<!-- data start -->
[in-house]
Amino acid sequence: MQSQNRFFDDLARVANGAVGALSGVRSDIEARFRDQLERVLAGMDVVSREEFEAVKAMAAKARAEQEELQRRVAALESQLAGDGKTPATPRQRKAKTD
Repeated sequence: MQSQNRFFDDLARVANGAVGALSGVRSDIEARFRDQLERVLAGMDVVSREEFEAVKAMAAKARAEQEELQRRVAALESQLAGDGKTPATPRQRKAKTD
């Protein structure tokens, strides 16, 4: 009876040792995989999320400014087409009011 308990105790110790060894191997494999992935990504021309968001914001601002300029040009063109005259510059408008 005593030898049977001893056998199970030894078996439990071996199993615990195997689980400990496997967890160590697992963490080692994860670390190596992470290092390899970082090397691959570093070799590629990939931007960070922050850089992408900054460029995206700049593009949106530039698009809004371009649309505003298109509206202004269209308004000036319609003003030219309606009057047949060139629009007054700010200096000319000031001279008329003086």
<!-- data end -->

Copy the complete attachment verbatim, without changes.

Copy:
[in-house]
Amino acid sequence: MQSQNRFFDDLARVANGAVGALSGVRSDIEARFRDQLERVLAGMDVVSREEFEAVKAMAAKARAEQEELQRRVAALESQLAGDGKTPATPRQRKAKTD
Repeated sequence: MQSQNRFFDDLARVANGAVGALSGVRSDIEARFRDQLERVLAGMDVVSREEFEAVKAMAAKARAEQEELQRRVAALESQLAGDGKTPATPRQRKAKTD
């Protein structure tokens, strides 16, 4: 009876040792995989999320400014087409009011 308990105790110790060894191997494999992935990504021309968001914001601002300029040009063109005259510059408008 005593030898049977001893056998199970030894078996439990071996199993615990195997689980400990496997967890160590697992963490080692994860670390190596992470290092390899970082090397691959570093070799590629990939931007960070922050850089992408900054460029995206700049593009949106530039698009809004371009649309505003298109509206202004269209308004000036319609003003030219309606009057047949060139629009007054700010200096000319000031001279008329003086």